That the University and the State have a valid interest in maintaining the quality of education cannot be disputed. In this regard the University has the right to maintain high standards of competence and to demand that each of its faculty members has the ability to teach, to relate to students and to otherwise manage their classes. Stebbins v. Weaver, 396 F. Supp. 104, 111-112 (W.D.Wis. 1975); cf. York v. State, supra. The State urges that Appendix G was adopted in order to guarantee that professors who are older than sixty-five are fully able to carry out the singular duties of a college professor and *1012 that singling out professors older than sixty-five is reasonable because "age has an inevitable and definite relationship with the ability to perform work." Armstrong v. Howell, 371 F. Supp. 48, 51 (D.Neb. 1974). We note that the record shows that the actual effects of aging on capacity to perform work is largely an individual matter, a proposition which has been effectively presented in several recent law review articles. See, e.g., Kaplan, Too Old To Work: The Constitutionality of Mandatory Retirement Plans, 44 S.Cal.L.Rev. 150 (1971); Kovarsky and Kovarsky, Economic, Medical and Legal Aspects of the Age Discrimination Laws in Employment, 27 Vand.L.Rev. 839 (1974); Fox, Mandatory Retirement A Vehicle for Age Discrimination, 51 Chi-Kent L.Rev. 116 (1974); Note, Age Discrimination in Employment: The Problem of the Worker Over Sixty-five, 5 Rutg.-Cam.L.J. 484 (1974); McHugh, The Constitutional Challenge to Mandatory Retirement Statutes, 49 St. John L.Rev. 748 (1975); Borelho, Cain, Friedman, Mandatory Retirement: The Law, the Courts and the Broader Social Context, 11 Williamette L.J. 398 (1975).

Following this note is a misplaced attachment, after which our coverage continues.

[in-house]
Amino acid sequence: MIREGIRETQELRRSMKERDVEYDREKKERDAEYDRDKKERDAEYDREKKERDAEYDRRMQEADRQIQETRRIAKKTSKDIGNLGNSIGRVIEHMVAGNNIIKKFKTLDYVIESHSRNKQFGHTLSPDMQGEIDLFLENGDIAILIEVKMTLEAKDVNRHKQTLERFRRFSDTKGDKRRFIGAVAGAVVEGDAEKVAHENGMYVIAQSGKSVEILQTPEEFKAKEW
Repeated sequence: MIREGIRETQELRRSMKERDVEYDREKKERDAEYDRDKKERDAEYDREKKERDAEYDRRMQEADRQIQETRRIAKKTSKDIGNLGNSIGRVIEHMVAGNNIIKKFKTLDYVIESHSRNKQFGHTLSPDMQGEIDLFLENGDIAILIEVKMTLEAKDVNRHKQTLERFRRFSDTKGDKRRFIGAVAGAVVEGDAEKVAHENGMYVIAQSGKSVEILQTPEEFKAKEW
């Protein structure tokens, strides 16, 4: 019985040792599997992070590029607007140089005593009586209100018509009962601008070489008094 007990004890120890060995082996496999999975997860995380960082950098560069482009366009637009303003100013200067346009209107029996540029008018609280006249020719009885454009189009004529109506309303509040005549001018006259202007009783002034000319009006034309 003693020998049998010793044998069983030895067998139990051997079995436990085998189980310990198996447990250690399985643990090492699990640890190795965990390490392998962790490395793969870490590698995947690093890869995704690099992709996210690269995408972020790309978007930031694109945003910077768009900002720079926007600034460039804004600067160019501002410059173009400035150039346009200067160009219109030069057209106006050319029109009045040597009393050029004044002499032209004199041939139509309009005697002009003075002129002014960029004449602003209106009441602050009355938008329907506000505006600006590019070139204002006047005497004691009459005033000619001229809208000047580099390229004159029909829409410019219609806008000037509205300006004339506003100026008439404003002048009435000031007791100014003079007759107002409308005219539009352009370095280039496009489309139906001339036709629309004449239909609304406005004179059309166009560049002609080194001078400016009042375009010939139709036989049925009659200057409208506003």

According to the undisputed interpretation given Appendix G by appellants, upon the request by an individual professor who will soon attain age sixty-five for a post-65 reappointment, his department conducts an individual evaluation of his competence as compared to that of all other available candidates. Because of this individual evaluation, the question in this case (of a sixty-five-year-old professor seeking reappointment) of whether the state may use age as a conclusive presumption as a matter of administrative convenience in the area of mandatory retirement from public employment, see Cleveland Board of Education v. LaFleur, 414 U.S. 632, 94 S. Ct. 791, 39 L. Ed. 2d 52 (1974),[19] does not arise. See also, Murgia v. Massachusetts Board of Retirement, supra. Similarly, decisions upholding the constitutionality of a uniformly applied mandatory retirement age with no provision for individual evaluation are not controlling. See, e.g., Weiss v. Walsh, 324 F. Supp. 75 (S.D.N.Y. 1971), aff'd mem., 461 F.2d 846 (2d Cir.1972), cert. denied, 409 U.S. 1129, 93 S. Ct. 939, 35 L. Ed. 2d 262 (1973), rehearing denied, 410 U.S. 970, 93 S. Ct. 1439, 35 L. Ed. 2d 706 (1973); Armstrong v. Howell, supra; McIlvaine v. Pennsylvania State Police, 6 Pa.Cmwlth. 505, 296 A.2d 630 (1972), aff'd, 454 Pa. 129, 309 A.2d 801 (1973), appeal dismissed, 415 U.S. 986, 94 S. Ct. 1583, 39 L. Ed. 2d 884 (1974); Weisbrod v. Lynn, 383 F. Supp. 933 (D.C.D.C. 1974), aff'd summarily, 420 U.S. 940, 95 S. Ct. 1319, 43 L. Ed. 2d 420 (1975);[20]Rubino v. Ghezzi, 512 F.2d 431 (2d Cir.1975), petition for cert. filed, 44 USLW 3012 (1975); Lewis v. Tucson School District No. 1, 23 Ariz. App. 154, 531 P.2d 199 (1975); Townsend v. County of Los Angeles, supra.